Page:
Saudi Arabian petro dollars are bankrolling global terrorism, but the actual funding transactions within the country are complex, filled with shadowy connections and courtyard intrigue. The following diplomatic cable obtained and released by Wikileaks provide a glimpse of the inside game:
:… one leaked cable sent by U.S. Secretary of State Hillary Clinton in December 2009 noted that “it has been an ongoing challenge to persuade Saudi officials to treat terrorist financing emanating from Saudi Arabia as a strategic priority.” It adds: “Donors in Saudi Arabia constitute the most significant source of funding to Sunni terrorist groups worldwide” — running into millions of dollars. “Riyadh has taken only limited action to disrupt fundraising for the UN 1267-listed Taliban and LeT-groups that are also aligned with al-Qaeda,” the cable from Clinton says.” CNN – http://j.mp/1fy6RIP
The record of Saudi funded global terrorism is clear even if it isn’t well publicized in the press. The strategic importance of Saudi Arabia for US interests in the region is hard to overstate. And then there are the political connections between Prince Bantar and moneyed interests here and abroad, including a long friendship with the Bush family. The Syrian sponsored news organizations portray the Bush family connection in an extreme and self-serving conspiratorial way. http://j.mp/14DHhgM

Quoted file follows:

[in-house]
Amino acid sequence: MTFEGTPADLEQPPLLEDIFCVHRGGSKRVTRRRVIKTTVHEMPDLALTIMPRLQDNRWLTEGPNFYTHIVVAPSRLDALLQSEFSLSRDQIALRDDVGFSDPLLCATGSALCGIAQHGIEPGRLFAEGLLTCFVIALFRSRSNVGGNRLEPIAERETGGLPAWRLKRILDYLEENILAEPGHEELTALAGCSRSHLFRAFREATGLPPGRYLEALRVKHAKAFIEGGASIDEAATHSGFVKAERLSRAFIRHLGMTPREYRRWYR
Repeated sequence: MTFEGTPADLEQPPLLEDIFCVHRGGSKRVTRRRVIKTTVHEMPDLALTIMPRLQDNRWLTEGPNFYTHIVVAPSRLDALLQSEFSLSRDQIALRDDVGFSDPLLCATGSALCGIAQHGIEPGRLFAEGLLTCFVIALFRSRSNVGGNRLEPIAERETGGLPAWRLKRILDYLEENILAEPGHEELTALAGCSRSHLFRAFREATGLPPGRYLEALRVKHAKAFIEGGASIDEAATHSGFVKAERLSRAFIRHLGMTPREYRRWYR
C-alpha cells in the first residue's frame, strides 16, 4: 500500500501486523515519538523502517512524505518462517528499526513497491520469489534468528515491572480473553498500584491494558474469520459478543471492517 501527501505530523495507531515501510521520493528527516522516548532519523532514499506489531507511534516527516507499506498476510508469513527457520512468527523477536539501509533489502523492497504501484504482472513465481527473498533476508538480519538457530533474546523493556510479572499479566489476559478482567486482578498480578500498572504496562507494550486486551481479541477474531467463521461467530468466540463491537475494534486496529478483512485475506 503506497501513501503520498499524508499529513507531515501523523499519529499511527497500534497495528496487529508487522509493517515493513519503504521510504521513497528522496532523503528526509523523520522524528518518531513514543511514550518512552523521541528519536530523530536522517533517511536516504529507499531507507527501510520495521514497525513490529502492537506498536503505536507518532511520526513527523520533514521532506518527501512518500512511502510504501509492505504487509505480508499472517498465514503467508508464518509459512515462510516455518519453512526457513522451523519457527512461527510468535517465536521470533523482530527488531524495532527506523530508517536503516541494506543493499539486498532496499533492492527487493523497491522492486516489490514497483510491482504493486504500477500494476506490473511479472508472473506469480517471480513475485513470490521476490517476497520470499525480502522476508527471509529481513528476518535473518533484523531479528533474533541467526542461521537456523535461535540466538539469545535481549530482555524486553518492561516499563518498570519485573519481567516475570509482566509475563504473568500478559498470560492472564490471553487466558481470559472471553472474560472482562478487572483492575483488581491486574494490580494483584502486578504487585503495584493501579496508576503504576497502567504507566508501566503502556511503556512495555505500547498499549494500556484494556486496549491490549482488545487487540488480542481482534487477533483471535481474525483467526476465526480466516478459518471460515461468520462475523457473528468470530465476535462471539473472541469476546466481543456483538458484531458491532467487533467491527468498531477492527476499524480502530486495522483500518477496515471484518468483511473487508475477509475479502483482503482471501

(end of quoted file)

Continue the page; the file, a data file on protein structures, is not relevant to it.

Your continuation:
It doesn’t require a conspiratorial mentality to see that Saudi Arabia is complicit in supporting global terrorism. They are dealing from both sides of the deck. Even so the Saudi’s receive special treatment from the US and our allies. It is time for a clear-eyed reassessment of our relationships. If we want the global bloodshed to end and diplomacy to succeed in the world, the Saudi regime must terminate it’s financial support for global terror.
An Orwellian chill ran through my veins as I sat waiting for my connection at Houston’s George Bush Intercontinental Airport. It was the early hours of the morning and the Eastern sky was just starting to brighten. Travelers milled about the vast terminal or sat in various stages of slumber at the terminal gates as a female voice echoed over the public address system. It was that familiar security announcement about keeping track of your luggage and such. No one seemed to notice when this particular message went on to say: